the star that blazes in you

[There is a tradition of celebrating Epiphany as “Women’s Christmas.” Here is the ending of a poem by Jan Richardson for the occasion:]

… Do not expect
to return
by the same road.
Home is always
by another way,

And you will know it
not by the light
that waits for you

but by the star
that blazes inside you,
telling you
where you are
is holy
and you are welcome
here.

first advent

A Child in a foul stable,
Where the beasts feed and foam;
Only where He was homeless
Are you and I at home;
We have hands that fashion and heads that know,
But our hearts we lost – how long ago!
In a place no chart nor ship can show
Under the sky’s dome.

keepsake – a poem by Milton Brasher-Cunningham

[This week, SSU was blessed with a visit from author/chef/blogger, Milton Brasher-Cunningham, who gave a short reading and chat at lunch. This is a poem from his new book, Keeping the Feast]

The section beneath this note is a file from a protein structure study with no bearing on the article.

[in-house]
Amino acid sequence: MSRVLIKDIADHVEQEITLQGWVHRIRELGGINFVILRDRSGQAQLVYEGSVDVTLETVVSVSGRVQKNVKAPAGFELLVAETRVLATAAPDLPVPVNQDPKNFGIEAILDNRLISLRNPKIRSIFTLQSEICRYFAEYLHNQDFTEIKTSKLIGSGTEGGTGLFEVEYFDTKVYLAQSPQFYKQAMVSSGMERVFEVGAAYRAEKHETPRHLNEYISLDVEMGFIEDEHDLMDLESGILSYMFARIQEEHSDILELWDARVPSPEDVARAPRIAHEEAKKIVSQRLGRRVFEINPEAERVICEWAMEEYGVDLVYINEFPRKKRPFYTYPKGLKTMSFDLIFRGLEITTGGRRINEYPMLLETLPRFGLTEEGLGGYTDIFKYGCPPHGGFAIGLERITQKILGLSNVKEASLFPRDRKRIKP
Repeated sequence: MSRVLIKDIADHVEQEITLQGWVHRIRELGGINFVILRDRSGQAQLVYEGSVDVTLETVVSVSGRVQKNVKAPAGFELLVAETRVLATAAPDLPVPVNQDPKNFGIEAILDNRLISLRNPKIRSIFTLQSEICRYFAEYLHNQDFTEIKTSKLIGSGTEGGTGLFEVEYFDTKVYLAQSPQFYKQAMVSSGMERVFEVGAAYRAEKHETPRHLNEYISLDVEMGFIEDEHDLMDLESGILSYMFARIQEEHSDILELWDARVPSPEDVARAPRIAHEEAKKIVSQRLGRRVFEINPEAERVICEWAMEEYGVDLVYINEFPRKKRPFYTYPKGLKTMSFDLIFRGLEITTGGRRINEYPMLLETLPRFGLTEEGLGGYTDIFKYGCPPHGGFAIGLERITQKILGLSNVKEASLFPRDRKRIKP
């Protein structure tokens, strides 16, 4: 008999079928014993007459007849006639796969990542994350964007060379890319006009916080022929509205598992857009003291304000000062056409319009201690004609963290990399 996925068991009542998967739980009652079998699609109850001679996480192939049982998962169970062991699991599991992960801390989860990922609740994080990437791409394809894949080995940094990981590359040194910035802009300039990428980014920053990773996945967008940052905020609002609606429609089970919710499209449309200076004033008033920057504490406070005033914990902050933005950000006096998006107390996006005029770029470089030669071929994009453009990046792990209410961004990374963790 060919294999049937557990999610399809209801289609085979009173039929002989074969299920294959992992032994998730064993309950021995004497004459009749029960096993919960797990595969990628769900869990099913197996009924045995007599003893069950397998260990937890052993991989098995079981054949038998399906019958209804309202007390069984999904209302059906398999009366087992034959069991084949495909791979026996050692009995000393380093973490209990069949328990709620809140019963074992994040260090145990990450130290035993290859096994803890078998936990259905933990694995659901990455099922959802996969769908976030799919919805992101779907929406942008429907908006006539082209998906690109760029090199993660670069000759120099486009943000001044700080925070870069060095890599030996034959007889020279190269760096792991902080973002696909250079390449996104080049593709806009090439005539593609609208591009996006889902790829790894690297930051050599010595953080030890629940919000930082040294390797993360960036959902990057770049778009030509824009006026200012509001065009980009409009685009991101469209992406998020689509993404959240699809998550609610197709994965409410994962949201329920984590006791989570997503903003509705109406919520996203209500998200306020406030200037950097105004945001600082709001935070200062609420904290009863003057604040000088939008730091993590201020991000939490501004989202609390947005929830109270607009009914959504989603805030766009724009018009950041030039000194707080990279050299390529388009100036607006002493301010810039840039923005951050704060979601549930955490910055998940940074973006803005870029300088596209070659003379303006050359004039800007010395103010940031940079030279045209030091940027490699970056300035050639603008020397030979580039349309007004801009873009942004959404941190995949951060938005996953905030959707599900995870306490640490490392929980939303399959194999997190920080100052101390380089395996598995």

keepsake

there are some nights
when the sky turns
the color of friendship
and fades into the crisp
darkness of gratitude
we ate with friends
drank and talked as well
and then walked away
dropping bits of hope
like breadcrumbs
along the sidewalks
and silent porches
finding our way home
to our porch light
our beacon of belonging
summer will come
and winter will follow
and footprints will fade
but not this indelible
wisp of memory

by Milton Brasher-Cunningham, from Keeping the Feast